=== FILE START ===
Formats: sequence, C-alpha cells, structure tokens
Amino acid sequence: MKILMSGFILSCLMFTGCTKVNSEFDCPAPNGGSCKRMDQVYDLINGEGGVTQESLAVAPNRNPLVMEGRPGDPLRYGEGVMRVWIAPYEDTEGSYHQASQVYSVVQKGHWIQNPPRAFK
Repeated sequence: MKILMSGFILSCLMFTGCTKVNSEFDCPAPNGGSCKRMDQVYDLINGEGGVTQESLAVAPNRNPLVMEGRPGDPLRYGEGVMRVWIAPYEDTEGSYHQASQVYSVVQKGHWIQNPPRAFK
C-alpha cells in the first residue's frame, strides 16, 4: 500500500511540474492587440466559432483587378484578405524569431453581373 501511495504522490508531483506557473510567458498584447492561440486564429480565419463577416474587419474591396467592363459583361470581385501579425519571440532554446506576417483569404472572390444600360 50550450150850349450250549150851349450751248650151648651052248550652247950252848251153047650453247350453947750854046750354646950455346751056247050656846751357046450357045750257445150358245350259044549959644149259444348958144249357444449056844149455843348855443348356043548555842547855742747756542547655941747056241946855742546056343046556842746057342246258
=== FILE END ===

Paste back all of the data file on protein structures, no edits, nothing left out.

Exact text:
Formats: sequence, C-alpha cells, structure tokens
Amino acid sequence: MKILMSGFILSCLMFTGCTKVNSEFDCPAPNGGSCKRMDQVYDLINGEGGVTQESLAVAPNRNPLVMEGRPGDPLRYGEGVMRVWIAPYEDTEGSYHQASQVYSVVQKGHWIQNPPRAFK
Repeated sequence: MKILMSGFILSCLMFTGCTKVNSEFDCPAPNGGSCKRMDQVYDLINGEGGVTQESLAVAPNRNPLVMEGRPGDPLRYGEGVMRVWIAPYEDTEGSYHQASQVYSVVQKGHWIQNPPRAFK
C-alpha cells in the first residue's frame, strides 16, 4: 500500500511540474492587440466559432483587378484578405524569431453581373 501511495504522490508531483506557473510567458498584447492561440486564429480565419463577416474587419474591396467592363459583361470581385501579425519571440532554446506576417483569404472572390444600360 50550450150850349450250549150851349450751248650151648651052248550652247950252848251153047650453247350453947750854046750354646950455346751056247050656846751357046450357045750257445150358245350259044549959644149259444348958144249357444449056844149455843348855443348356043548555842547855742747756542547655941747056241946855742546056343046556842746057342246258